Building Business Relationships to Survive the Economy

The Economy May Be Bad But Your Business Can Survive

Businesses, especially small businesses have been taking a serious hit during the hard times that have hit the global economy. That's not news to very many people but the reality is, if you don't do something, nothing good is likely to happen. At the very least, things will continue hobbling along until the money once again begins to flow in.

Most folks have heard the saying, "If you keep doing what you did, you'll keep getting what you got". In other words, continue using your marketing strategy from times when sales were easier to get and you stand a chance of declining forecasts.

It's time, past time really, for a different perspective.

Survive the Economy

The economy may be bad but your business doesn't have to be
The economy may be bad but your business doesn't have to be

Different Efforts = Different Results

Have you changed your approach when addressing your customers yet? Building relationships is a time honoured method of increasing client loyalty and it is even more important, critical perhaps, in a recessionary climate. If you do it correctly, it can go a long way to helping you to survive the economy.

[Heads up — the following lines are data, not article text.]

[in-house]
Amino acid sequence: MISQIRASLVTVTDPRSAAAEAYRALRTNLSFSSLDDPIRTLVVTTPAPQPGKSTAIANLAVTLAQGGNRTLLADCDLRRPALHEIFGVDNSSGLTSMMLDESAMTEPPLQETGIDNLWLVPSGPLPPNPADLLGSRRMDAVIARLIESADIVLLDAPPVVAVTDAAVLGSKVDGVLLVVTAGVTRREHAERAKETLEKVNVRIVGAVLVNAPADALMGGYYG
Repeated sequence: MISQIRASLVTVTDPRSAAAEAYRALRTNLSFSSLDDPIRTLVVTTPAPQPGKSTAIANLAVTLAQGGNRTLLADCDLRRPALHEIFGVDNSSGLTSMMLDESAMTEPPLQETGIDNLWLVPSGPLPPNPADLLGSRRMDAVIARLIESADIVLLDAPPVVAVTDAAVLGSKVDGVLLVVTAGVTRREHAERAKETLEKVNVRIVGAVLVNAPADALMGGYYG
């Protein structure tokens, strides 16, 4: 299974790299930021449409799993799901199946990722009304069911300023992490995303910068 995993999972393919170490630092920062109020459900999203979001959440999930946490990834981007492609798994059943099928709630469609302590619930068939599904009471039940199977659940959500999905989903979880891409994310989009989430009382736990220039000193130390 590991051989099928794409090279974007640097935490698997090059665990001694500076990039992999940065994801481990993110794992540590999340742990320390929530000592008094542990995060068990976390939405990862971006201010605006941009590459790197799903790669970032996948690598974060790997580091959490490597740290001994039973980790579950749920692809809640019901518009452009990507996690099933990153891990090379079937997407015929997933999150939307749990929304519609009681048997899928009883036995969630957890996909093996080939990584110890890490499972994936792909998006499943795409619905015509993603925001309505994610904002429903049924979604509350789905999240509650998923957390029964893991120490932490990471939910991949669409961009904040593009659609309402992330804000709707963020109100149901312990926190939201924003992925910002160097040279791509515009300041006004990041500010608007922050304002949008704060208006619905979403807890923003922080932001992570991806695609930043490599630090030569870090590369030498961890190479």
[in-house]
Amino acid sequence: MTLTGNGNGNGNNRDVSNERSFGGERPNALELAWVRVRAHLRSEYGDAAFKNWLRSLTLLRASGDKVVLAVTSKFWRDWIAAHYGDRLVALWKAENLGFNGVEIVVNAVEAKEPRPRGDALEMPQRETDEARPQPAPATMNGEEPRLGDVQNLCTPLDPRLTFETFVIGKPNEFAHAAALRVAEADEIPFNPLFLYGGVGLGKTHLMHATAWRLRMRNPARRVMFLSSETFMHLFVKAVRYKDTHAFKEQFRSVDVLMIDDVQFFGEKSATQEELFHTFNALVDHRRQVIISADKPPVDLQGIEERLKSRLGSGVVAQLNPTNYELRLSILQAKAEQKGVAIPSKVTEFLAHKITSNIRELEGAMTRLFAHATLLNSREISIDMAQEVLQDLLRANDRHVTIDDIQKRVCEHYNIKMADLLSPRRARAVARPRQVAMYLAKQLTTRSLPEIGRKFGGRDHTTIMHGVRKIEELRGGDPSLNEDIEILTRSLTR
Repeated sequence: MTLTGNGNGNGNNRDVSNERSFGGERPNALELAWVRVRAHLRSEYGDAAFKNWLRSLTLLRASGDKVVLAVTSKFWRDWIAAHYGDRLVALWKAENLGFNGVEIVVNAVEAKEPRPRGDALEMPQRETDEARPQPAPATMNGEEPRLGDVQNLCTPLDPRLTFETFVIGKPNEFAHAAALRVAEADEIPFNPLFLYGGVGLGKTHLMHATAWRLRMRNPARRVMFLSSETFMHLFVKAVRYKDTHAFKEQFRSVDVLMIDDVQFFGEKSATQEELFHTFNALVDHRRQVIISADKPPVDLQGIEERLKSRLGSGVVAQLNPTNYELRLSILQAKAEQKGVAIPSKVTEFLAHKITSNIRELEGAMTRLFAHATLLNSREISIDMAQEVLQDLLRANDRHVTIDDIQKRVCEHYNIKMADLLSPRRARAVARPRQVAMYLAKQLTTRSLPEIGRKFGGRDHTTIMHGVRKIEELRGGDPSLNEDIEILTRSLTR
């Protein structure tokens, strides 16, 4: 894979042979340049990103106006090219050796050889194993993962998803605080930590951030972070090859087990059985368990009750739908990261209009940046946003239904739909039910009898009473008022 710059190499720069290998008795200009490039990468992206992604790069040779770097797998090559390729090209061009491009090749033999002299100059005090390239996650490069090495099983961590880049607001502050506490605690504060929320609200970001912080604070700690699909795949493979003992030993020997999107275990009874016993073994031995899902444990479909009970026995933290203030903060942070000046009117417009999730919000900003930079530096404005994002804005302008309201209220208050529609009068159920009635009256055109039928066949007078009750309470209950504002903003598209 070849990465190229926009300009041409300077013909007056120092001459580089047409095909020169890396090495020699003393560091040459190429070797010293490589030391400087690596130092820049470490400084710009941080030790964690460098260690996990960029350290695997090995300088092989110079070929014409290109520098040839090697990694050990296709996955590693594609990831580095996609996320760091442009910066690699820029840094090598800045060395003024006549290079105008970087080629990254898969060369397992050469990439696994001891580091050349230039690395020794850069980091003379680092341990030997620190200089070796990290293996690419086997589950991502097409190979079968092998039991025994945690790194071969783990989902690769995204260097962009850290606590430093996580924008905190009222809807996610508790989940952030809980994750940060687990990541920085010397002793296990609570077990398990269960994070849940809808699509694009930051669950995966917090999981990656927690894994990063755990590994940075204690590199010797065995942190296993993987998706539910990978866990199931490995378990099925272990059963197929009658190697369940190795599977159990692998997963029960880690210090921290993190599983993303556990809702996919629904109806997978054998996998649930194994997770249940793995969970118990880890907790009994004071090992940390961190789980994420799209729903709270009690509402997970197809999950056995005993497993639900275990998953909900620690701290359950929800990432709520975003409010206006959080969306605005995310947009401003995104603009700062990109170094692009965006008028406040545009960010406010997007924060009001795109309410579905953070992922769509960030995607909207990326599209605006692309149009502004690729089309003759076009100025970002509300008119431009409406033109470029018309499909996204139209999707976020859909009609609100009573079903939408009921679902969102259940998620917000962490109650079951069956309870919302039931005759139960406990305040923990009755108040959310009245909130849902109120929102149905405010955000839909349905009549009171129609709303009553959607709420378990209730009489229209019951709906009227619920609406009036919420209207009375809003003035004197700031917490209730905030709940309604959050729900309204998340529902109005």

The economic downturn has people nervous. They’ve got spending jitters, afraid of parting with their hard-earned cash in case they run out before more comes in. While it’s understandable that folks are being cautious, you can incorporate and address that fear in a way that draws in sales.

When you look at this situation, your natural inclination is probably to drop your prices. That seems to make sense but it is not the best idea. Price dropping is likely to put you in the price comparison category. People will shop around to see if one of your competitors has an even cheaper price.

The way to offset this type of comparison price shopping is to focus on the value of your product offering. Show your customers what they get for the price. Point out the features and play up the benefits. How will what you offer help your customers? Switch their attention from price to value. Help them to know how much they will get out of purchasing from you.

Overcome Objections